Tag Archives: demographic patterns

America’s Cities: Demographic-Economic Characteristics Annual Update

.. tools and data to interactively examine demographic-economic characteristics of America’s 29,321 cities/places .. understanding demographic-economic characteristics of cities and places is essential for business development, market analysis, planning, economic development, program management and general awareness of patterns and trends. This section provides access to data and tools to examine characteristics of all cities/places in the U.S. This annual update includes data for 29,321 cities/places based on ACS 2015 data.

Accessing the Data; Using Interactive Tables
Each of the four links below opens a new page providing access to U.S. by city/place interactive tables — by type of subject matter. Use tools and usage notes below table to select operations to perform queries, sort and select columns.
General Demographics
Social Characteristics
Economic Characteristics
Housing Characteristics

How the the Tables/Data Can be Used
The following table shows data derived from the Economic Characteristics table. The top 10 cities/places having the highest median household income ($MHI) are shown. The table also shows population, median family income ($MFI) and per capita income ($PCI). The $250,000 value is a cap; the actual value is $250,000 or higher. Use the interactive tables to create similar views for states of interest. Use the button below the table to select/view cities within a selected metro. Compare attributes of cities of interest to a peer group based on population size.

Visual Analysis of City/Place Population Patterns
Use GIS resources to visually examine city/place demographic-economic patterns. The following view shows patterns of population percent change by city in the Charlotte, NC-SC metro area.

… view developed using the CV XE GIS software.
… click map for larger view and details.

Related Data
Cities/Places Main Section
Citie Population Estimates & Trends, 2010-15

More About Using These Data
Using ACS 1-year and 5-year data

Join me in a Data Analytics Lab session to discuss more details about accessing and using wide-ranging demographic-economic data and data analytics. Learn more about using these data for areas and applications of interest.

About the Author
— Warren Glimpse is former senior Census Bureau statistician responsible for innovative data access and use operations. He is also the former associate director of the U.S. Office of Federal Statistical Policy and Standards for data access and use. He has more than 20 years of experience in the private sector developing data resources and tools for integration and analysis of geographic, demographic, economic and business data. Contact Warren. Join Warren on LinkedIn.

Examining Diversity by State 2015

.. states with the highest race/origin diversity in 2015 were Hawaii, California and New Mexico. States with the lowest diversity were West Virginia, Maine and Vermont. Higher levels of diversity tend to provide a better framework for understanding, tolerance and cooperative developments and progress. Use the interactive table to view, rank, compare states on the diversity index, percent population by race/origin and population by race/origin.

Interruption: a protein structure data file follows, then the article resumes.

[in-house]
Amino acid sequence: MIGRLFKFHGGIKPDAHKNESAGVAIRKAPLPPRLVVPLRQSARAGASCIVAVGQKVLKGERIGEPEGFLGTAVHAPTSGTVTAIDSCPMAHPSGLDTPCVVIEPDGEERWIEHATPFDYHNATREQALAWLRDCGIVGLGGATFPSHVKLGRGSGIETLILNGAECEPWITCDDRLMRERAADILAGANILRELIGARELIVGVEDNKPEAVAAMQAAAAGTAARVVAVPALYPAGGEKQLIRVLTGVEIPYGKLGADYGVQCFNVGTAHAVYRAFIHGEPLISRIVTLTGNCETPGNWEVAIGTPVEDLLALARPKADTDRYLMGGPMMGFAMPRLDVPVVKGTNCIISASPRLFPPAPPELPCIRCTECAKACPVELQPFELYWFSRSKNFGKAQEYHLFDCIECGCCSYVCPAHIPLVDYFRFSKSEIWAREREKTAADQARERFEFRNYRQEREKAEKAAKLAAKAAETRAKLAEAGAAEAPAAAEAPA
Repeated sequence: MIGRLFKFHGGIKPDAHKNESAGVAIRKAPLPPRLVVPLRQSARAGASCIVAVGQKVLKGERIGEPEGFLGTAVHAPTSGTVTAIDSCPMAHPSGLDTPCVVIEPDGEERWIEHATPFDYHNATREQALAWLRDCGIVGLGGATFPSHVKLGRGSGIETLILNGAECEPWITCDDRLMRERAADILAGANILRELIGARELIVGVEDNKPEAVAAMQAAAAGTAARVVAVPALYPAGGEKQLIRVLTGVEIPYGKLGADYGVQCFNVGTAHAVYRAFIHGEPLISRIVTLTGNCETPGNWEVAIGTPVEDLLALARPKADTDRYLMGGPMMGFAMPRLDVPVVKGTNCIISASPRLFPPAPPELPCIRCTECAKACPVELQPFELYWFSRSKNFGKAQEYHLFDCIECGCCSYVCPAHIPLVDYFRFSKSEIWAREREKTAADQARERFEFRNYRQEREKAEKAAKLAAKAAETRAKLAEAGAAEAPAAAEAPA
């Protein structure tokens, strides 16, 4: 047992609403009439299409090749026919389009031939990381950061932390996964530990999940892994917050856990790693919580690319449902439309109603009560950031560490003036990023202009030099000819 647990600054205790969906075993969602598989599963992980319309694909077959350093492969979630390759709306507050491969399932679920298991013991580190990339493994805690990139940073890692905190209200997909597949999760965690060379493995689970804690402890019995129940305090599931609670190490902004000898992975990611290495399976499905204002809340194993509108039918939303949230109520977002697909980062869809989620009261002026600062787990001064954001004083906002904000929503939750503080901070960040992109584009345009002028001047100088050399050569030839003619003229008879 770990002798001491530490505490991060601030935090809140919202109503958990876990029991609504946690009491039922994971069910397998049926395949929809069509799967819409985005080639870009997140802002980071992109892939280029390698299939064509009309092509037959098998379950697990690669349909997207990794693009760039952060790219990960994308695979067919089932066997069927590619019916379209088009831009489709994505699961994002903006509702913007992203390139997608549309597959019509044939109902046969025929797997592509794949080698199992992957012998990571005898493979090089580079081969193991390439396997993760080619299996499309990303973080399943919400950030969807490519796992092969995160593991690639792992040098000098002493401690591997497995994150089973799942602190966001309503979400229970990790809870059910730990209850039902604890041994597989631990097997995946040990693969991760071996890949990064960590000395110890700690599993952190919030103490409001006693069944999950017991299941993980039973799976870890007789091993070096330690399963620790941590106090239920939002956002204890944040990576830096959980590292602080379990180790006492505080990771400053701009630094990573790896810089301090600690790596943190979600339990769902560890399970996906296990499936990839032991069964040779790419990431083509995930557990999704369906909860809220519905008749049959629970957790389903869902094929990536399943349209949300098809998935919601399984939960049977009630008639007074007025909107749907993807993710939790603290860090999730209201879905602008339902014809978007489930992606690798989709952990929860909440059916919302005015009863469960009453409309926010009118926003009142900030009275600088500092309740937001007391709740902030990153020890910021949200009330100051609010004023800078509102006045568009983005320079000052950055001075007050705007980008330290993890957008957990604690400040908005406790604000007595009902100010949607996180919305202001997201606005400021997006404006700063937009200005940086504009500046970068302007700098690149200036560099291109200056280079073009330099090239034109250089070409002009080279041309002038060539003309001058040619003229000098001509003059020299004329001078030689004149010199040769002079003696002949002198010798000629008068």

What is the chance that the next person I meet will be different from me, in terms of race origin? The Diversity Index is a number on a scale from 0 to 100 that shows the chance that two people chosen randomly from an area will be different by race and origin. A higher number means more diversity, a lower number, less diversity.

2015 Diversity Patterns by State
The following graphic shows patterns of the percent non-White population (see legend in lower right) the 2015 diversity index as a label for each state

– view developed using CVGIS and related project.
– use the software and project to create variations of this view; add your own data.

See the related section on diversity. USA TODAY used ProximityOne population projections to 2060 by county to examine diversity trends between 2010 and 2060 – a 50-year trend analysis.

This section provides a new estimate of the 2015 diversity index for the U.S. by state based on the latest data. The 2015 population by race/origin estimates are the most recent official Federal U.S. by state data (updated annually). See more about these estimates; access individual state profiles. In addition, the computational methodology is summarized. The U.S. by state demographics dataset is provided as a part of the U.S. State Diversity GIS project. Analyze alternative computations and views of the diversity index.

Examining the 2015 Diversity Index & Race/Origin by State
Some illustrative examples of the interactive table to view … click the Diversity Index column header cell in the table to sort states in ascending order on the Diversity Index. Click that column header cell again to sort states/rows in descending order on the Diversity Index. Find state(s) of interest; see what peer group those states are in based on demographic measures of interest.

Double-click the %Hispanic column header cell in the table to see that New Mexico has the highest %Hispanic population. Click the “population columns only” button below the table, navigate to far right and double-click the Hispanic column header cell to see that California has the largest Hispanic population.

Interactive Table Example
The following graphic illustrates use of the interactive table. States are ranked in descend order on the 2015 Diversity Index.

– Click graphic for larger view

Join me in a Data Analytics Lab session to discuss more details about accessing and using wide-ranging demographic-economic data and data analytics. Learn more about using these data for areas and applications of interest.

About the Author
— Warren Glimpse is former senior Census Bureau statistician responsible for innovative data access and use operations. He is also the former associate director of the U.S. Office of Federal Statistical Policy and Standards for data access and use. He has more than 20 years of experience in the private sector developing data resources and tools for integration and analysis of geographic, demographic, economic and business data. Contact Warren. Join Warren on LinkedIn.

New ACS 2015 1-Year Demographic-Economic Data